Aug 4-7

10 String Symphony
10 String Symphony

Nashville duo 10 String Symphony began as a partnership of mutual admiration– a much-needed creative release valve for Rachel Baiman and Christian Sedelmyer, two 5-­string fiddle players and veteran side musicians of the Nashville music scene. Rachel, a former Illinois state fiddle champion in the old time tradition, needed an outlet for her newfound love of songwriting, while Christian, originally a classically trained violinist, now a current touring member of the Jerry Douglas Band, was looking to get in touch with the impetuous spirit of the rock bands he played in before his arrival in Nashville. With the love of the 5­-string fiddle and its musical possibilities as a focal point, the band’s mission statement was as clear as it was expansive: Two fiddles. Two Voices. Epic music.


And yet, “Weight of the World,” the band’s latest batch of recordings to be released on Oct. 23rd, is not at all the record one might expect from a duo of seasoned Nashville fiddlers. This is not a record of showboating­­– no mere polished showcasing of technical virtuosity. Rather, at its core, “Weight of the World” is raw and intimate– a nuanced and patient record with designs to move rather than merely impress its listeners. Through intricate double fiddle or clawhammer banjo/fiddle arrangements, Rachel and Christian’s musical prowess and chemistry is certainly on display for those in the know, but listening deeply reveals that these flourishes are always in service of reaching the listener emotionally. Highlighted is the spiritual earnestness of song-craft, which keeps us perennially returning to the roots of American music.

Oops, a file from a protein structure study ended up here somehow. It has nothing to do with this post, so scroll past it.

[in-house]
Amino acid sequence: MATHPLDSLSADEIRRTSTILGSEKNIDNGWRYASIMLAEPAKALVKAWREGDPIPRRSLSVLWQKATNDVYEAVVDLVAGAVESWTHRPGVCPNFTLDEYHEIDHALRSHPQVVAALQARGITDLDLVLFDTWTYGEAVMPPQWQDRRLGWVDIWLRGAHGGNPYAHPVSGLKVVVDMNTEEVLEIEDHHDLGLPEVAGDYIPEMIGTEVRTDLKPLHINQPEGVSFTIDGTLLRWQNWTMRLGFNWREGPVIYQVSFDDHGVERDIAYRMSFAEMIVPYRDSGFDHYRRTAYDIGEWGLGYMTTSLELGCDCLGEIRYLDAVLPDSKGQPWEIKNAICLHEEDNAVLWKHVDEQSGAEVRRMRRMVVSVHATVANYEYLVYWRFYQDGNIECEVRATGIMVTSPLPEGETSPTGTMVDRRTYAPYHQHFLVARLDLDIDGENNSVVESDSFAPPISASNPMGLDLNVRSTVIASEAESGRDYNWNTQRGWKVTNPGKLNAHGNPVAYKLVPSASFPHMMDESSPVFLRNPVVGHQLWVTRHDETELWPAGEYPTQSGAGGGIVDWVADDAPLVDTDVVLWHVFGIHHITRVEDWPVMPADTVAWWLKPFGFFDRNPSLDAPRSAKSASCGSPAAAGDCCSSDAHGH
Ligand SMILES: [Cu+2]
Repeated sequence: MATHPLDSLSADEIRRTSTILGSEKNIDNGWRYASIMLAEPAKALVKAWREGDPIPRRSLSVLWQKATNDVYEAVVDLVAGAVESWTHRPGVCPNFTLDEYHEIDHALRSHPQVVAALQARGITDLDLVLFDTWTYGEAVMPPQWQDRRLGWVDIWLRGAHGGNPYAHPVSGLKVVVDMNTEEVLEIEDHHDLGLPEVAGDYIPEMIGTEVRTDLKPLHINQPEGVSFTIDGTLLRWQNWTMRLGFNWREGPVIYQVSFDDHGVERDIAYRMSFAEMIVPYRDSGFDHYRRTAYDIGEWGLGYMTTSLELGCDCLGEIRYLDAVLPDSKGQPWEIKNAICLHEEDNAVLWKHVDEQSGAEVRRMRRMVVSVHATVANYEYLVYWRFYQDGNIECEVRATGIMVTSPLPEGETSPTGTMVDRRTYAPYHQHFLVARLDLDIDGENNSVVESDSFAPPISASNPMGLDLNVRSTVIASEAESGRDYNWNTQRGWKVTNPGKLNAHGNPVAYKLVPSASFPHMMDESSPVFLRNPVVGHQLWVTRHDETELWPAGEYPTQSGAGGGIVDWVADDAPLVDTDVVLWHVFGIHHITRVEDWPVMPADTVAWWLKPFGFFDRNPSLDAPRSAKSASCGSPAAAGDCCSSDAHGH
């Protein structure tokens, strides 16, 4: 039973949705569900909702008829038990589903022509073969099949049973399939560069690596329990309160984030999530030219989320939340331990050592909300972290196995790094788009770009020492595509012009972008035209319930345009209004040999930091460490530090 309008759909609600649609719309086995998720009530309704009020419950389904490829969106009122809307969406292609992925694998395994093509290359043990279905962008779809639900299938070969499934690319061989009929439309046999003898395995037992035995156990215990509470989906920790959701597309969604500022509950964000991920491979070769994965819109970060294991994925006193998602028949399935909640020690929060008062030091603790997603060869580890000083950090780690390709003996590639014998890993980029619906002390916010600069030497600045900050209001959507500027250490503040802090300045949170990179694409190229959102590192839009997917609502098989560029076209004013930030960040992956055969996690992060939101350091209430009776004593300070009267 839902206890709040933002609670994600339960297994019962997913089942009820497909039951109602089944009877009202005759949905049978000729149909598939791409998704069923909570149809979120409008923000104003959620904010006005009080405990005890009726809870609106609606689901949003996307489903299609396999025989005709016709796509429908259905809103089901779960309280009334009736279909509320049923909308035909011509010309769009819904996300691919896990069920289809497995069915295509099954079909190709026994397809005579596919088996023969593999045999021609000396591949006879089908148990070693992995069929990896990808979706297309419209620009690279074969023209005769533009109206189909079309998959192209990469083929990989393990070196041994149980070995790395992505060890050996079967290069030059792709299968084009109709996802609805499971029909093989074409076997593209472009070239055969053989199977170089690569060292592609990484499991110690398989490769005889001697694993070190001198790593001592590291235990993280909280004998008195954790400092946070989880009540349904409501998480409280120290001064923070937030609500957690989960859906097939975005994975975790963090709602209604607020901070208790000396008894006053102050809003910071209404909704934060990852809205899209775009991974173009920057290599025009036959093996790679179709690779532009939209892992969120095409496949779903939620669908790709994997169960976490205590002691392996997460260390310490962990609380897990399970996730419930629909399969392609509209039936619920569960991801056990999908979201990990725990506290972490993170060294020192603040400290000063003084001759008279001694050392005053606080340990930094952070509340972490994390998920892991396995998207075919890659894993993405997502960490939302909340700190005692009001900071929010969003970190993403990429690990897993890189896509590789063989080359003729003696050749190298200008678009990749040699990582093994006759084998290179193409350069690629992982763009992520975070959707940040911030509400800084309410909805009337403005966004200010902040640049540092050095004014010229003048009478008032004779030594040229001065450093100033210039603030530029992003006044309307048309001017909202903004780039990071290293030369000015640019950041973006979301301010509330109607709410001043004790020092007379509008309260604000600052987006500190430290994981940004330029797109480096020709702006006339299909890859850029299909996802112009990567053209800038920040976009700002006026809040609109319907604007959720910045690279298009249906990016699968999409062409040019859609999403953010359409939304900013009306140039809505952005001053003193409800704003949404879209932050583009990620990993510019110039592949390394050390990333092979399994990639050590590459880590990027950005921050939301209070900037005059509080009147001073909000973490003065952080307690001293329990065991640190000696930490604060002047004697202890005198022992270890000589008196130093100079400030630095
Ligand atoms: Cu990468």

ALL THINGS MUSIC has described the band’s’ sound as a “new take on old ideas,” a concept and tension that the duo continues to explore throughout “Weight of the World.” This is showcased on songs like “Someone to be Good For,” where a timeless fiddle melody is underscored by Rachel’s acutely personal and lyrically modern take on the search for romantic fulfillment in the midst of brokenness. It is apparent also in the searching harmonies and exploratory fiddle runs of a song like “I’m Not Lonesome”: while the title may hearken back to tradition, Christian’s haunting melodies and searching cadences bespeak of an artist that has spent as much time with Wagner and Pet Sounds era Beach Boys as he has with the Seeger brothers.


And perhaps this is what makes “Weight of the World” such a brave record: It is the soundtrack of a process– a picture of a band striving to maintain the purity of purpose of the American old­-time tradition, while simultaneously stretching its limitations with unique arrangements, unflinchingly personal lyrics, and a bravely progressive melodic palette.


“Weight of the World” is a snapshot of an band in mid­stride– old­-souls who are passionately determined to speak to our contemporary moment. From the sounds of it, this is just the beginning.


­–James Wilson (Sons of Bill)


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